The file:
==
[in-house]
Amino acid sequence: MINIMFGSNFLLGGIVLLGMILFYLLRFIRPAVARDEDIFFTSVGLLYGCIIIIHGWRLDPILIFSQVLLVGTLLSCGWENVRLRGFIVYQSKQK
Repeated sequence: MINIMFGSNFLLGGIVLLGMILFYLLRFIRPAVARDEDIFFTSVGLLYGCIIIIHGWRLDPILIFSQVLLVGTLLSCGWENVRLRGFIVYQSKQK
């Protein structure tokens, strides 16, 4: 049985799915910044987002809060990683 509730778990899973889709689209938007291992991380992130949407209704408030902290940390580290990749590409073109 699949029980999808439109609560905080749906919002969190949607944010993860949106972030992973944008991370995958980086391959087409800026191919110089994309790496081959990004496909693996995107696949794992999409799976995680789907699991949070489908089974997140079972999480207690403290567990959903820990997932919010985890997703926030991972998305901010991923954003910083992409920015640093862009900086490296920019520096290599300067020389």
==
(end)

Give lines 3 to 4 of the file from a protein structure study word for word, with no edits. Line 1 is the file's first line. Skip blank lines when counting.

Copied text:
Repeated sequence: MINIMFGSNFLLGGIVLLGMILFYLLRFIRPAVARDEDIFFTSVGLLYGCIIIIHGWRLDPILIFSQVLLVGTLLSCGWENVRLRGFIVYQSKQK
């Protein structure tokens, strides 16, 4: 049985799915910044987002809060990683 509730778990899973889709689209938007291992991380992130949407209704408030902290940390580290990749590409073109 699949029980999808439109609560905080749906919002969190949607944010993860949106972030992973944008991370995958980086391959087409800026191919110089994309790496081959990004496909693996995107696949794992999409799976995680789907699991949070489908089974997140079972999480207690403290567990959903820990997932919010985890997703926030991972998305901010991923954003910083992409920015640093862009900086490296920019520096290599300067020389």